by Natasha Smith

Level 2 History student

As a history undergraduate, my course encourages the exploration of careers and further education. Following a seminar discussing potential professions, I came out keen to further explore my options. During this research, publishing, as a sector, caught my attention. However, I quickly realised publishing included a whole range of jobs such as editor, digital editor, sports editor and reporters. Following this, I got in contact with a local newspapers to find out about potential opportunities for work experience. Thus it was that, during the summer of my second year, I was able to undertake a week of work experience as a journalist at Worcester News, a local daily newspaper.

On my first day, within minutes of arriving, I was sent into the city centre to interview the public about their thoughts on the possibility of another snap election. The information was required by a journalist who would later write up the article ready to be published in Tuesday’s paper. Using a hands-on approach to gain crucial information challenged my ability to communicate orally, but also, surprisingly, my determination. I had been given the task of asking six members of the public their opinion, name, age, where they were from and also, I needed to take their photograph. As you can imagine, many members of the public were reluctant to reveal such information and were especially uncomfortable with having their photograph taken. Nevertheless, I persisted and returned to the office having completed the task.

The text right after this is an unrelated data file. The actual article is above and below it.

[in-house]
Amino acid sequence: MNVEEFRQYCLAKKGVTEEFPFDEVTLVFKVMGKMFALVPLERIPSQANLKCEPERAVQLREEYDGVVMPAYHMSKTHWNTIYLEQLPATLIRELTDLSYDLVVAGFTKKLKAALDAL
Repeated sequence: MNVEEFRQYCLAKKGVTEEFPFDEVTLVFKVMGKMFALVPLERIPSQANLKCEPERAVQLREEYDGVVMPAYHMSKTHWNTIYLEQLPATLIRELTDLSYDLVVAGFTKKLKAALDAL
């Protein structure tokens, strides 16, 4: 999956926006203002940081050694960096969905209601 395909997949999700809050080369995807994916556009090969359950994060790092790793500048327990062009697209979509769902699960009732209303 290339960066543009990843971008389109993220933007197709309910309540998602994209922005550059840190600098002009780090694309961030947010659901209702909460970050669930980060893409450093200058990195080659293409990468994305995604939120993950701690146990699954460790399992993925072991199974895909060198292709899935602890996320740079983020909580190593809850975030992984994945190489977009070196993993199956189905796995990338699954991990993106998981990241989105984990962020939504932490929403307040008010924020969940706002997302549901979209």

For the rest of the week, I was mostly given press reports and asked to write articles. To my amazement, during my week at Worcester News, three of my articles were published, alongside the research and photographs from my first day which also appeared in a published article. My degree in history expanded my written and communication skills, meaning I was able to adapt my writing style to suit their expectations, enabling me to produce work they thought was publishable.

Whilst writing is a key requirement of a journalist, they are also required to investigate stories by making phone calls, analysing press releases and attending events. On Thursday, I attended Worcester Magistrates Court. Shadowing a fellow journalist, I made notes on the cases which ranged from drink-driving to assault. These notes were later written up to be used in an article.

Completing a week’s work experience at a local newspaper revealed how valuable the skills developed during a history degree are within the publishing sector. Taking part in this work experience has helped me get a better understanding regarding which career path I’d like to pursue. I have realised that although I thoroughly enjoyed writing the articles, I am more interested in being an editor than a reporter. It’s with this in mind that I definitely recommend contacting companies within the sectors you are interested in to find out if these jobs are right for you.

Links to my published Worcester News articles:

Snap Election:

Bank Holiday Weather:

Soldier Ceremony:

Salt Trade Droitwich: